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  • A sensible lamb portfolio AF 07

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    Available under license: CC BY-NC-ND: Creative Commons Attribution-NonCommercial-NoDerivatives 4.0 International License


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Zopa's lambs: video ads, internet banks, and the financialization of affect

Research output: Contribution to Journal/MagazineJournal articlepeer-review

<mark>Journal publication date</mark>1/11/2016
<mark>Journal</mark>Ephemera : Theory and Politics in Organization
Issue number4
Number of pages17
Pages (from-to)33-49
Publication StatusPublished
<mark>Original language</mark>English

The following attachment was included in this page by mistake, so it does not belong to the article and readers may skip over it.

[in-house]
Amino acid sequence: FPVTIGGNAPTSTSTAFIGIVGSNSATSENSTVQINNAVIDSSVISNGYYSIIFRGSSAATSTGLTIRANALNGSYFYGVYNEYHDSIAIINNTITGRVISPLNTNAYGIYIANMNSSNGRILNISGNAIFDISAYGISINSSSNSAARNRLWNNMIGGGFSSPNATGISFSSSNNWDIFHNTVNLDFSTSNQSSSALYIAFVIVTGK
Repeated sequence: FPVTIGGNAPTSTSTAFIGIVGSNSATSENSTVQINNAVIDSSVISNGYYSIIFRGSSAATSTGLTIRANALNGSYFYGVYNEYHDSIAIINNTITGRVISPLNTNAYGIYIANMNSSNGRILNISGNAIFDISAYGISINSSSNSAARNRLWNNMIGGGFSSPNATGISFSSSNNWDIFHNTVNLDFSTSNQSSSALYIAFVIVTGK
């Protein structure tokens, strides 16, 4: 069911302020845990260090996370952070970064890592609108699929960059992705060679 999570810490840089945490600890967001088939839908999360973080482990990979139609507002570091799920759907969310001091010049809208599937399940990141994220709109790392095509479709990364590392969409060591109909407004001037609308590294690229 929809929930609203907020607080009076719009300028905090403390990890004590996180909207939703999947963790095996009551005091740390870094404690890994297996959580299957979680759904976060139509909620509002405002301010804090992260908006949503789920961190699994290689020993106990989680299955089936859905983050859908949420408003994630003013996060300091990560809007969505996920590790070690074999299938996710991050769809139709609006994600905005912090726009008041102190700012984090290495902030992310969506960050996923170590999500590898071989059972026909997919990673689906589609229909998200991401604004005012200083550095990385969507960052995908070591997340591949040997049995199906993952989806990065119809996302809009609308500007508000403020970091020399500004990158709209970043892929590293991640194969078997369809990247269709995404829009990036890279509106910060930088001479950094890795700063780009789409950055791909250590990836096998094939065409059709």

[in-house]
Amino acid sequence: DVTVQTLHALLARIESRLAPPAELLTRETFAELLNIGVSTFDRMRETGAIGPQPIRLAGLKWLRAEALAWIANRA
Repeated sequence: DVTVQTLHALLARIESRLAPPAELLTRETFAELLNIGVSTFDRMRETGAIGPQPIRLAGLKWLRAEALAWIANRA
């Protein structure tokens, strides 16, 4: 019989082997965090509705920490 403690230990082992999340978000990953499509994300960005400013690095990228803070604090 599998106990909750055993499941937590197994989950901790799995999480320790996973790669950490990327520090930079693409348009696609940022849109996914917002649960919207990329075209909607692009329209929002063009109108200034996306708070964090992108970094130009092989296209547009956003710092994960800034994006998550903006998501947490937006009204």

This article is about how affect is mobilized through video advertising to encourage people to try new practices: discuss money and use peer-to-peer banking. A 2013 television commercial for a UK-based peer-to-peer lending firm demonstrates how affect is mobilized in the context of financialization in an age of austerity and increasing social inequality. The commercial, “Zopa Lambs,” assembles imagery of an idealized rural England to obscure geographical and class differences among its customers while positioning the firm as a trustworthy upholder of conservative banking values against predatory payday lenders and irresponsible global banking firms. While the firm is entirely internet-based, in an environment of relatively low financial and technological literacy, trust is constructed heavily through the use of traditional media. While financial instruments generally are marketed through affective associations with particular status circles, here that circle is constructed neither as a wealthy urban elite nor as a populist mass, but as the “sensible:” a weighted term carrying affective resonance with times of austerity, capital investment rather than consumption, and an idealized rural past.